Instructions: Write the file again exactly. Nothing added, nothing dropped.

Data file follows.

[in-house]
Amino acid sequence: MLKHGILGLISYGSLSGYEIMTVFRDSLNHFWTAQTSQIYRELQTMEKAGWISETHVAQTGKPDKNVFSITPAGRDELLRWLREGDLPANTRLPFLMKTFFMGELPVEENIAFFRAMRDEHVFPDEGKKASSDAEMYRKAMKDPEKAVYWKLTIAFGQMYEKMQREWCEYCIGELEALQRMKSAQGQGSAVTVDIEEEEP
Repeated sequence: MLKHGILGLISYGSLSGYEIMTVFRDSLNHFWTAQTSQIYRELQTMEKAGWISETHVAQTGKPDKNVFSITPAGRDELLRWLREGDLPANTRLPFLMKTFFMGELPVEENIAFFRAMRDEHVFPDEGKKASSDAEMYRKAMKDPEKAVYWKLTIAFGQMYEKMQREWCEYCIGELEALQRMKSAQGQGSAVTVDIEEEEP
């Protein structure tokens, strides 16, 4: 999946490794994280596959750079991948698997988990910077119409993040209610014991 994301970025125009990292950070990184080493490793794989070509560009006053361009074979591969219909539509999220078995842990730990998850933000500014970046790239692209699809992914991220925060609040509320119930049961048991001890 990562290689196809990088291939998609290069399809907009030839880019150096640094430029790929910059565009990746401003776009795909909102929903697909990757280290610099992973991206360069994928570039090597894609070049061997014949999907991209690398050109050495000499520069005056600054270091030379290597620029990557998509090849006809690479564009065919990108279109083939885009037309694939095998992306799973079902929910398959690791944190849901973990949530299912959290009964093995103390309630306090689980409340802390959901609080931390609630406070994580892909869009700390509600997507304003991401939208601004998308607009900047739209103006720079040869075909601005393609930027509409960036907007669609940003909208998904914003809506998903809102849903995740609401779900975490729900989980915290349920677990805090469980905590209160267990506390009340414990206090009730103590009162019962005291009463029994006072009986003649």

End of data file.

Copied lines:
[in-house]
Amino acid sequence: MLKHGILGLISYGSLSGYEIMTVFRDSLNHFWTAQTSQIYRELQTMEKAGWISETHVAQTGKPDKNVFSITPAGRDELLRWLREGDLPANTRLPFLMKTFFMGELPVEENIAFFRAMRDEHVFPDEGKKASSDAEMYRKAMKDPEKAVYWKLTIAFGQMYEKMQREWCEYCIGELEALQRMKSAQGQGSAVTVDIEEEEP
Repeated sequence: MLKHGILGLISYGSLSGYEIMTVFRDSLNHFWTAQTSQIYRELQTMEKAGWISETHVAQTGKPDKNVFSITPAGRDELLRWLREGDLPANTRLPFLMKTFFMGELPVEENIAFFRAMRDEHVFPDEGKKASSDAEMYRKAMKDPEKAVYWKLTIAFGQMYEKMQREWCEYCIGELEALQRMKSAQGQGSAVTVDIEEEEP
């Protein structure tokens, strides 16, 4: 999946490794994280596959750079991948698997988990910077119409993040209610014991 994301970025125009990292950070990184080493490793794989070509560009006053361009074979591969219909539509999220078995842990730990998850933000500014970046790239692209699809992914991220925060609040509320119930049961048991001890 990562290689196809990088291939998609290069399809907009030839880019150096640094430029790929910059565009990746401003776009795909909102929903697909990757280290610099992973991206360069994928570039090597894609070049061997014949999907991209690398050109050495000499520069005056600054270091030379290597620029990557998509090849006809690479564009065919990108279109083939885009037309694939095998992306799973079902929910398959690791944190849901973990949530299912959290009964093995103390309630306090689980409340802390959901609080931390609630406070994580892909869009700390509600997507304003991401939208601004998308607009900047739209103006720079040869075909601005393609930027509409960036907007669609940003909208998904914003809506998903809102849903995740609401779900975490729900989980915290349920677990805090469980905590209160267990506390009340414990206090009730103590009162019962005291009463029994006072009986003649």